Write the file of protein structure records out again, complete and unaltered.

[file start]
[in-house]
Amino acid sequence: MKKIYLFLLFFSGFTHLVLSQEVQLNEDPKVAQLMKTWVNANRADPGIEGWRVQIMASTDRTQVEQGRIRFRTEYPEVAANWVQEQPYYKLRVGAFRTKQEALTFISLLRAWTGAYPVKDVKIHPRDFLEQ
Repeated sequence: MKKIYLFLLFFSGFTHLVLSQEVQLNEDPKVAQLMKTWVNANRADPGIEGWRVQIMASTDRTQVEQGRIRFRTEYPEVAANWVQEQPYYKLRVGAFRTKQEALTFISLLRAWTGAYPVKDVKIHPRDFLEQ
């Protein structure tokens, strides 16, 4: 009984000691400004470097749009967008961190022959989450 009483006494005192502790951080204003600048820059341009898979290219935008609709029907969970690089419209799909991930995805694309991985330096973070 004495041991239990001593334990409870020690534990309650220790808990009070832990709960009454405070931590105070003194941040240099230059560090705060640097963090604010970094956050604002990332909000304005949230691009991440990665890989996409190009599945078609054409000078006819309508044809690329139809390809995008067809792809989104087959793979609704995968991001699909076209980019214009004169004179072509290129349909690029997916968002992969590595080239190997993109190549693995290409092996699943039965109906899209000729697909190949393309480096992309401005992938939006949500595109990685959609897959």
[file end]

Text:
[in-house]
Amino acid sequence: MKKIYLFLLFFSGFTHLVLSQEVQLNEDPKVAQLMKTWVNANRADPGIEGWRVQIMASTDRTQVEQGRIRFRTEYPEVAANWVQEQPYYKLRVGAFRTKQEALTFISLLRAWTGAYPVKDVKIHPRDFLEQ
Repeated sequence: MKKIYLFLLFFSGFTHLVLSQEVQLNEDPKVAQLMKTWVNANRADPGIEGWRVQIMASTDRTQVEQGRIRFRTEYPEVAANWVQEQPYYKLRVGAFRTKQEALTFISLLRAWTGAYPVKDVKIHPRDFLEQ
């Protein structure tokens, strides 16, 4: 009984000691400004470097749009967008961190022959989450 009483006494005192502790951080204003600048820059341009898979290219935008609709029907969970690089419209799909991930995805694309991985330096973070 004495041991239990001593334990409870020690534990309650220790808990009070832990709960009454405070931590105070003194941040240099230059560090705060640097963090604010970094956050604002990332909000304005949230691009991440990665890989996409190009599945078609054409000078006819309508044809690329139809390809995008067809792809989104087959793979609704995968991001699909076209980019214009004169004179072509290129349909690029997916968002992969590595080239190997993109190549693995290409092996699943039965109906899209000729697909190949393309480096992309401005992938939006949500595109990685959609897959």